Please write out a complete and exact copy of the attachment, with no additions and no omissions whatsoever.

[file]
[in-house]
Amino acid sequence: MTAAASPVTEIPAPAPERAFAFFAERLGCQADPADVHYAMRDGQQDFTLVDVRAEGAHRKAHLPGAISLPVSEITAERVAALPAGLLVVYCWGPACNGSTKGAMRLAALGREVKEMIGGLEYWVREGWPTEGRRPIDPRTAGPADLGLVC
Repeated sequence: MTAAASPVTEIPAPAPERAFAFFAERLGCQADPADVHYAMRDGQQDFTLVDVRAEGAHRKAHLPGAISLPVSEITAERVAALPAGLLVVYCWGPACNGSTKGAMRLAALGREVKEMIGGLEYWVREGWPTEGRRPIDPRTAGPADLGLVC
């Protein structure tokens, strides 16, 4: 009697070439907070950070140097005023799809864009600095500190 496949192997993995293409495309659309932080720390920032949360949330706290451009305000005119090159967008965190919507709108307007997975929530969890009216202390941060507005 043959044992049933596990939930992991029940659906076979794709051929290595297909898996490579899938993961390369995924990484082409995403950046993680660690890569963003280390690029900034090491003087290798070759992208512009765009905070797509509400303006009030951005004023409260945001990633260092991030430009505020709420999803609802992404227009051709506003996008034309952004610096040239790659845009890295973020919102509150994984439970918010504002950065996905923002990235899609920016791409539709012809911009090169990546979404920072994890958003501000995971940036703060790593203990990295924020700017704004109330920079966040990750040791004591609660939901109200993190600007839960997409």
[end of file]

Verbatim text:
[in-house]
Amino acid sequence: MTAAASPVTEIPAPAPERAFAFFAERLGCQADPADVHYAMRDGQQDFTLVDVRAEGAHRKAHLPGAISLPVSEITAERVAALPAGLLVVYCWGPACNGSTKGAMRLAALGREVKEMIGGLEYWVREGWPTEGRRPIDPRTAGPADLGLVC
Repeated sequence: MTAAASPVTEIPAPAPERAFAFFAERLGCQADPADVHYAMRDGQQDFTLVDVRAEGAHRKAHLPGAISLPVSEITAERVAALPAGLLVVYCWGPACNGSTKGAMRLAALGREVKEMIGGLEYWVREGWPTEGRRPIDPRTAGPADLGLVC
């Protein structure tokens, strides 16, 4: 009697070439907070950070140097005023799809864009600095500190 496949192997993995293409495309659309932080720390920032949360949330706290451009305000005119090159967008965190919507709108307007997975929530969890009216202390941060507005 043959044992049933596990939930992991029940659906076979794709051929290595297909898996490579899938993961390369995924990484082409995403950046993680660690890569963003280390690029900034090491003087290798070759992208512009765009905070797509509400303006009030951005004023409260945001990633260092991030430009505020709420999803609802992404227009051709506003996008034309952004610096040239790659845009890295973020919102509150994984439970918010504002950065996905923002990235899609920016791409539709012809911009090169990546979404920072994890958003501000995971940036703060790593203990990295924020700017704004109330920079966040990750040791004591609660939901109200993190600007839960997409």